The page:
But Archestratus, the man who lived the life of Sardanapalus, speaking of the galeus as he is found at Rhodes, says that it is the same fish as that which, among the Romans, is brought on the table to the music of flutes, and accompanied with crowns, the slaves also who carry it being [p. 462] crowned, and that it is called by the Romans accipesius. But the accipesius, the same as the acipenser, or sturgeon, is but a small fish in comparison, and has a longer nose, and is more triangular than the galeus in his shape. And the very smallest and cheapest galeus is not sold at a lower price than a thousand Attic drachmæ.1 But Appian, the grammarian, in his essay on the Luxury of Apicius, says that the accipesius is the fish called the ellops by the Greeks. But Archestratus, speaking of the Rhodian galeus, counselling his companions in a fatherly sort of way, says—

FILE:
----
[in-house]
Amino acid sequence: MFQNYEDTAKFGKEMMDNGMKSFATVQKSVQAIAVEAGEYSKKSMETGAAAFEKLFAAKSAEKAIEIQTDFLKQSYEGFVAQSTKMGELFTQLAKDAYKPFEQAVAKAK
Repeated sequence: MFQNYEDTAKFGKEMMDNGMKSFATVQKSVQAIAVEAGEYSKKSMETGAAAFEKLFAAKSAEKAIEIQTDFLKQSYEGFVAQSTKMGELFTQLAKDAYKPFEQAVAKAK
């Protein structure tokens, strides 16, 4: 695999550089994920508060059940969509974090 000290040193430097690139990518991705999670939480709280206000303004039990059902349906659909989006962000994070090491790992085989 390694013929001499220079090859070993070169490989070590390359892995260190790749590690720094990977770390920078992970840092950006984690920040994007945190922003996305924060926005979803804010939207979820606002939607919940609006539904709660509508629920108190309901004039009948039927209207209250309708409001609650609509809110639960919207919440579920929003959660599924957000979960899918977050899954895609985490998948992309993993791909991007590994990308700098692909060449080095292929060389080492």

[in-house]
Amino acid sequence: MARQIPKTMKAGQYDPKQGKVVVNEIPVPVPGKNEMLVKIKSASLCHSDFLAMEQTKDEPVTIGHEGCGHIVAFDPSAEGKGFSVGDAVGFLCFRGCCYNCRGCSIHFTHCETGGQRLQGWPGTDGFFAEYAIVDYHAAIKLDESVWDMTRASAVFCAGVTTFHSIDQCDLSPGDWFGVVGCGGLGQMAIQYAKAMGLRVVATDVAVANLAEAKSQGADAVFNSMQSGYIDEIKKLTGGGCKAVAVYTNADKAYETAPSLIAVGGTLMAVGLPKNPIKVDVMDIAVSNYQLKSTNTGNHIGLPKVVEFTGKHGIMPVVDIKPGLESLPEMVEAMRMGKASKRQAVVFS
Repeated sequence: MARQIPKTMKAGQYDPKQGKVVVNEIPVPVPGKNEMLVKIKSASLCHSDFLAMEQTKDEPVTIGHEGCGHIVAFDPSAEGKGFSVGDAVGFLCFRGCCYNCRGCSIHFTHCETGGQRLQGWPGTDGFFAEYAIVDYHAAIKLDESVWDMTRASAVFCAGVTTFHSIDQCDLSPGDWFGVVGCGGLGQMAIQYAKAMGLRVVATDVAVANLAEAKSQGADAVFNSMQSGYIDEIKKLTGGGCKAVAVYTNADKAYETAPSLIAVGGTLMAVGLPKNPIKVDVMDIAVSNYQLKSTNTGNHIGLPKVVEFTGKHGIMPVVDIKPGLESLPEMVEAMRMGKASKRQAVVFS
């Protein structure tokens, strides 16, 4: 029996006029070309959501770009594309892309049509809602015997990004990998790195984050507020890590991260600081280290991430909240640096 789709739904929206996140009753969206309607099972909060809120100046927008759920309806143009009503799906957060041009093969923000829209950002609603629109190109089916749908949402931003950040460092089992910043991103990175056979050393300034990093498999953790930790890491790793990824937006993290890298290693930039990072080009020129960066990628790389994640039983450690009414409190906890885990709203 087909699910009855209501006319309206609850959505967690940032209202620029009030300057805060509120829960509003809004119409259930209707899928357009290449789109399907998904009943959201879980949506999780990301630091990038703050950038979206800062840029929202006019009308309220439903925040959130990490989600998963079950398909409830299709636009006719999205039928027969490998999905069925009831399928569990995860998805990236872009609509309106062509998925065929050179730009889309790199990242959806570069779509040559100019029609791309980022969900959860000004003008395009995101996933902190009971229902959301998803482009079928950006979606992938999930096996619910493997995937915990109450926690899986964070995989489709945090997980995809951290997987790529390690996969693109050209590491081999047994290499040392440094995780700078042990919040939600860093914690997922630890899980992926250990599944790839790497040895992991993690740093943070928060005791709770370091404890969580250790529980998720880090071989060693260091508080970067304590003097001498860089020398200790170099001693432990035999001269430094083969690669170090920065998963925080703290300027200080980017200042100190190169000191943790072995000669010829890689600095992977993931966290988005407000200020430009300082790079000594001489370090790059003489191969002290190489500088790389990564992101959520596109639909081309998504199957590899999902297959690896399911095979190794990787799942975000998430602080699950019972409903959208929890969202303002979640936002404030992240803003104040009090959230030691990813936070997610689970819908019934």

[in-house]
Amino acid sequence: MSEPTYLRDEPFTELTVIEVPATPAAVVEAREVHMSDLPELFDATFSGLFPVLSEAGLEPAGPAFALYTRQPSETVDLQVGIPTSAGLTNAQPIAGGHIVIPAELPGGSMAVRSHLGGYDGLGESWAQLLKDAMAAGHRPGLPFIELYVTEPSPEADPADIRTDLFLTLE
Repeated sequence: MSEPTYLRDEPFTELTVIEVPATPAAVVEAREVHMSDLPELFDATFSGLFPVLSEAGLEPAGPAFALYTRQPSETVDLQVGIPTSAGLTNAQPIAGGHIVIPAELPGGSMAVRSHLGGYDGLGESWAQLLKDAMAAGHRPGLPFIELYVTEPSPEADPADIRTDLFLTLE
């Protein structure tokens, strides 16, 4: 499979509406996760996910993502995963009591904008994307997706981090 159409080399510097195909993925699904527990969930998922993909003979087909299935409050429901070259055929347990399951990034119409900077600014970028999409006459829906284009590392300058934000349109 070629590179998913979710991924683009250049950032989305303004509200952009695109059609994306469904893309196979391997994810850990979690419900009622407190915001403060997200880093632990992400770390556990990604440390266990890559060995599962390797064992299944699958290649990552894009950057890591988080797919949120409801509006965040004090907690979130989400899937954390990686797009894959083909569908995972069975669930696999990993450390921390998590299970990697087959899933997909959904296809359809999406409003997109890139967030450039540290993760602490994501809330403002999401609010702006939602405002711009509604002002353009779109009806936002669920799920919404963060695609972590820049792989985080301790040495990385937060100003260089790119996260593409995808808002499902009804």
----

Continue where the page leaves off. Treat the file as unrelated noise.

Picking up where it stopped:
Are you at Rhodese'en if about to die,Lynceus, the Samian, also quotes these verses in his letter to Diagoras, and says that the poet is quite right in advising the man who cannot afford the price for one, to gratify his appetite by robbery rather than go without it. For he says that Theseus; who I take to have been some very good-looking man, offered to indulge Thepolemus in anything if he would only give him one of these fish. And Timocles, in his play called The Ring, says—
Still, if a man would sell you a fox shark,
The fish the Syracusans call the dog,
Seize on it eagerly; at least, if fat:
And then compose yourself to meet your fate
With brow serene and mind well satisfied.
Galei and rays, and all the fish besides
Which cooks do dress with sauce and vinegar.